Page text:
Personal stories of family ties and working in Ukraine plus an analysis of what led to the Russian invasion galvanized the audience gathered at BC Law recently to better understand the current Eastern European crisis through the lenses of international justice and the region’s geopolitical history.
The event was organized quickly by Boston College’s Center for Human Rights and International Justice (CHRIJ) and BC Law’s International Law Society and drew a large audience to hear speakers Paul T. Christensen and Lindsey O’Rourke, both political science professors at BC, and Dustin A. Lewis, research director of Harvard Law’s Program on International Law and Armed Conflict. BC Law Professor Daniel Kanstroom, co-director of CHRIJ, moderated.
The discussion was immediately personal. Kanstroom spoke of his grandmother’s flight from Ukraine with her family as a young child over a century ago to build a new life in the United States. Christensen described his years abroad in Russia and Ukraine researching labor relations and worker strikes in the late Soviet era. His work mostly centered on miners in the now-embattled Donbas region of Ukraine, where separatist groups have recently joined forces with the Russian military. His heartache for Ukraine was palpable throughout the talk.
Kanstroom spoke of the years leading up to World War II and how Hitler’s rhetoric regarding ethnic Germans in the Sudetenland region of Czechoslovakia foreshadowed its annexation on the eve of that conflict. Now that the world is dealing with similar aggression by Russia against Ukraine, he emphasized the gravity of the situation by quoting from Justice Robert H. Jackson’s opening statement at the Nuremberg trials: “The wrongs which we seek to condemn and punish have been so calculated, so malignant, and so devastating, that civilization cannot tolerate their being ignored, because it cannot survive their being repeated.”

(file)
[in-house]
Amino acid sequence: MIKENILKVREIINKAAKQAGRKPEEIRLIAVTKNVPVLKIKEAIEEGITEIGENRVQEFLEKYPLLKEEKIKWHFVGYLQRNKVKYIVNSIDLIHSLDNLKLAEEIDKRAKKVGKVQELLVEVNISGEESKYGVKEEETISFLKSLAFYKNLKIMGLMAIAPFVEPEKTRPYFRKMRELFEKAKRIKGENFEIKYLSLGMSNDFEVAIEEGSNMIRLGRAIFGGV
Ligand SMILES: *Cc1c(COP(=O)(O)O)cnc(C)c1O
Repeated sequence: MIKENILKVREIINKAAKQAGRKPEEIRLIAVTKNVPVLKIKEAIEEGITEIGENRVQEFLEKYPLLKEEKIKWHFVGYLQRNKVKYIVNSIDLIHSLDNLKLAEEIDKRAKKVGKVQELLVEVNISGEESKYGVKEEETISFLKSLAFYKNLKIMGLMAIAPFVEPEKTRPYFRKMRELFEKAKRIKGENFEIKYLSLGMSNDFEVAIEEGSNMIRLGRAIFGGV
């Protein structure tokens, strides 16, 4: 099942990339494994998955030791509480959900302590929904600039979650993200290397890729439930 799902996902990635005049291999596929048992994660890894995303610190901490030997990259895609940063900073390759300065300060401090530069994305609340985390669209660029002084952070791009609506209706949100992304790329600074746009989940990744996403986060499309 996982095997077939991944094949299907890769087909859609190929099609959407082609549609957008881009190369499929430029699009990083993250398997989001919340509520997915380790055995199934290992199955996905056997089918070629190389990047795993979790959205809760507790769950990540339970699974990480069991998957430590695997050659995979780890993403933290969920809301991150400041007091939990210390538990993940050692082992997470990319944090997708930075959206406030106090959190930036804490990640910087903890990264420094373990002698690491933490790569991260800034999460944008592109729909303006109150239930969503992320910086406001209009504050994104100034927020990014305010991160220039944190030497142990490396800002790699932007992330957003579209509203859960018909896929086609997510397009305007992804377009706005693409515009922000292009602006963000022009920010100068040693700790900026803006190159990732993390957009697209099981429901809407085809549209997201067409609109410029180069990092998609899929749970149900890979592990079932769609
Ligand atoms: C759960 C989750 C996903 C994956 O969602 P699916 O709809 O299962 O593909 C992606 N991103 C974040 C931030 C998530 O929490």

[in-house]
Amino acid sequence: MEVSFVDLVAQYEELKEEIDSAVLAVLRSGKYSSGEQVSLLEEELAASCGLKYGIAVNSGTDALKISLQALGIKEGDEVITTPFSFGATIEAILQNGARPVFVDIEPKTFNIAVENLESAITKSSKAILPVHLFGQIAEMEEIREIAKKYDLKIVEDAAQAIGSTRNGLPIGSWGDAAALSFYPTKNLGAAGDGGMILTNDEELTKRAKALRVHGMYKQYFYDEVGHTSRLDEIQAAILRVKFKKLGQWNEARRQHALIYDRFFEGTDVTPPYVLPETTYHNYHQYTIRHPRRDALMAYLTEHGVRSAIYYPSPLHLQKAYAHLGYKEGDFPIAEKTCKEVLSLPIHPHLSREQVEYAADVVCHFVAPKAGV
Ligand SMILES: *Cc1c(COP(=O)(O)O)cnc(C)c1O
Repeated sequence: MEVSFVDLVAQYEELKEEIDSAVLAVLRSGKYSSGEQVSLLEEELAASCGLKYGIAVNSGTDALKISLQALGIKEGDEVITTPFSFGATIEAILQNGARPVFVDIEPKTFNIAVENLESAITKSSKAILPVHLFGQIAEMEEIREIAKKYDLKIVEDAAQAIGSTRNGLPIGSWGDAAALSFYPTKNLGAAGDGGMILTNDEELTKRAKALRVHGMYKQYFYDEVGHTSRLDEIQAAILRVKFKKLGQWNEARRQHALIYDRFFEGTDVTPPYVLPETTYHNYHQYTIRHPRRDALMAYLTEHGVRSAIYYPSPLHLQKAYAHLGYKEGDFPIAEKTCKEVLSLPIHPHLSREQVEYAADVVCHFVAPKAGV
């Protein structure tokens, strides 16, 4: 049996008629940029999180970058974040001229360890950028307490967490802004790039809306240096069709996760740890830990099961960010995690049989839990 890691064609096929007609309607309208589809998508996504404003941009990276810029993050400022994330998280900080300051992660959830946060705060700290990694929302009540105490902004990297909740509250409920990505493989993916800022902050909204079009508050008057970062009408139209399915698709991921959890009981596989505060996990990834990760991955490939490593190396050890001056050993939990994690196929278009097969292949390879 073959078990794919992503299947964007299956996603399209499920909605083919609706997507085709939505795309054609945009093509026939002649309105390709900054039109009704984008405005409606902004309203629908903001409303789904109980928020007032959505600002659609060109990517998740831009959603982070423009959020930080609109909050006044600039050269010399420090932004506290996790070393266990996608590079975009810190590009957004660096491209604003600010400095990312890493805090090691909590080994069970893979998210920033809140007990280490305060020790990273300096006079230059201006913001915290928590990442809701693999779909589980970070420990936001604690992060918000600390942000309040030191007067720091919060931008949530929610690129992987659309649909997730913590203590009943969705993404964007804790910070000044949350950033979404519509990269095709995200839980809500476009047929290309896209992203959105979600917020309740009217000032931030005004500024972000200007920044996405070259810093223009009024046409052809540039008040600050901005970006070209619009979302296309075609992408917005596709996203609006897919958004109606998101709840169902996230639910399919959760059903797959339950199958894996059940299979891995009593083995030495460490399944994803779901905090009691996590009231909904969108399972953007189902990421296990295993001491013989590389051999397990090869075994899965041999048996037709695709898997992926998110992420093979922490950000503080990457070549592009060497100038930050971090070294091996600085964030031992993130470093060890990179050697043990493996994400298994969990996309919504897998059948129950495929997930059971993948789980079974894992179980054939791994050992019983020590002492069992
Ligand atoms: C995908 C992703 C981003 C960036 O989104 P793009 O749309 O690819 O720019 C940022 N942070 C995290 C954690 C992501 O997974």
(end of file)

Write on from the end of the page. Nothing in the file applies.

Though Kanstroom noted the striking generosity of European nations in accepting refugees displaced by the current crisis in Ukraine, he contrasted their treatment with that of refugees seeking asylum in Europe from other conflicts, especially from Syria. “Humanitarian law must be applied with equity and without discrimination,” he stressed.
O’Rourke, whose research centers on international relations theory, US foreign policy, international security, and military strategy, traced the roots of the current war in Ukraine to the collapse of the USSR in 1991 and the dueling spheres of influence that attempted to divide the newly independent Eastern European states in the years that followed. Things came to a head in 2008 when then-president George W. Bush expressed support for Georgia and Ukraine joining NATO, to the objections of the UK, France, and Germany, she explained. The compromise reached at the 2008 Bucharest Summit essentially left the door open to these democracies to join the military alliance in the future if they so choose.